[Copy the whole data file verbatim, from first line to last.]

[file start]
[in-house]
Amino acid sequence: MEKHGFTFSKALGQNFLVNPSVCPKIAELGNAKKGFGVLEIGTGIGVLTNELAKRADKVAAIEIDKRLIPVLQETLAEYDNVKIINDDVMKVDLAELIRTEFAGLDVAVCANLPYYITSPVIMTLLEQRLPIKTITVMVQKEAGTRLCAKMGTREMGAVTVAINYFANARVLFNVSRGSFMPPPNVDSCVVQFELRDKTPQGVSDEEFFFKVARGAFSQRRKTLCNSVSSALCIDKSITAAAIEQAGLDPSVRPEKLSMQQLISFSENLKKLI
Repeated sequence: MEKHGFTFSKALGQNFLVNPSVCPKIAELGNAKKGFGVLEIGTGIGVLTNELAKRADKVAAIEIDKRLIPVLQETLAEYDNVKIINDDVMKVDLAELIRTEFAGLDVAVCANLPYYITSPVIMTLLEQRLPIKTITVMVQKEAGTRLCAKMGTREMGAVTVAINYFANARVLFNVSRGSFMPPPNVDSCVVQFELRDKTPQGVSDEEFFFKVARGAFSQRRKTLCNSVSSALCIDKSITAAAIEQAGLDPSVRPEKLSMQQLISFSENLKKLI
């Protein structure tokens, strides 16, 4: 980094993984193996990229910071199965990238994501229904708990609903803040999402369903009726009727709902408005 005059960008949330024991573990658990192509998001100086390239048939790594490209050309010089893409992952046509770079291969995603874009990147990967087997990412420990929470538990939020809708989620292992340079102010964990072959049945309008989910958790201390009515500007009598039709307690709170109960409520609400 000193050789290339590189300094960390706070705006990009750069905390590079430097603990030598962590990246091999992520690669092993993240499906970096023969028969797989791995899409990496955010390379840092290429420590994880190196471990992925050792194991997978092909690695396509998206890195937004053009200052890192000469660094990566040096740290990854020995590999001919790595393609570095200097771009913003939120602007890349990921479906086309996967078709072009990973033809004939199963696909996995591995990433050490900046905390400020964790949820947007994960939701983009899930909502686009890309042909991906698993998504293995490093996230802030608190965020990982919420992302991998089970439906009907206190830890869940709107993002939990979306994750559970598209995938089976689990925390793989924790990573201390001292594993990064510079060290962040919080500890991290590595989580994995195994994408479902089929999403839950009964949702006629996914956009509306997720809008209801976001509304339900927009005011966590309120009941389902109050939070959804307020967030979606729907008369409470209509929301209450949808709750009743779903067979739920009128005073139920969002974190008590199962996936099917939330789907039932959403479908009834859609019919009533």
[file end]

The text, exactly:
[in-house]
Amino acid sequence: MEKHGFTFSKALGQNFLVNPSVCPKIAELGNAKKGFGVLEIGTGIGVLTNELAKRADKVAAIEIDKRLIPVLQETLAEYDNVKIINDDVMKVDLAELIRTEFAGLDVAVCANLPYYITSPVIMTLLEQRLPIKTITVMVQKEAGTRLCAKMGTREMGAVTVAINYFANARVLFNVSRGSFMPPPNVDSCVVQFELRDKTPQGVSDEEFFFKVARGAFSQRRKTLCNSVSSALCIDKSITAAAIEQAGLDPSVRPEKLSMQQLISFSENLKKLI
Repeated sequence: MEKHGFTFSKALGQNFLVNPSVCPKIAELGNAKKGFGVLEIGTGIGVLTNELAKRADKVAAIEIDKRLIPVLQETLAEYDNVKIINDDVMKVDLAELIRTEFAGLDVAVCANLPYYITSPVIMTLLEQRLPIKTITVMVQKEAGTRLCAKMGTREMGAVTVAINYFANARVLFNVSRGSFMPPPNVDSCVVQFELRDKTPQGVSDEEFFFKVARGAFSQRRKTLCNSVSSALCIDKSITAAAIEQAGLDPSVRPEKLSMQQLISFSENLKKLI
């Protein structure tokens, strides 16, 4: 980094993984193996990229910071199965990238994501229904708990609903803040999402369903009726009727709902408005 005059960008949330024991573990658990192509998001100086390239048939790594490209050309010089893409992952046509770079291969995603874009990147990967087997990412420990929470538990939020809708989620292992340079102010964990072959049945309008989910958790201390009515500007009598039709307690709170109960409520609400 000193050789290339590189300094960390706070705006990009750069905390590079430097603990030598962590990246091999992520690669092993993240499906970096023969028969797989791995899409990496955010390379840092290429420590994880190196471990992925050792194991997978092909690695396509998206890195937004053009200052890192000469660094990566040096740290990854020995590999001919790595393609570095200097771009913003939120602007890349990921479906086309996967078709072009990973033809004939199963696909996995591995990433050490900046905390400020964790949820947007994960939701983009899930909502686009890309042909991906698993998504293995490093996230802030608190965020990982919420992302991998089970439906009907206190830890869940709107993002939990979306994750559970598209995938089976689990925390793989924790990573201390001292594993990064510079060290962040919080500890991290590595989580994995195994994408479902089929999403839950009964949702006629996914956009509306997720809008209801976001509304339900927009005011966590309120009941389902109050939070959804307020967030979606729907008369409470209509929301209450949808709750009743779903067979739920009128005073139920969002974190008590199962996936099917939330789907039932959403479908009834859609019919009533």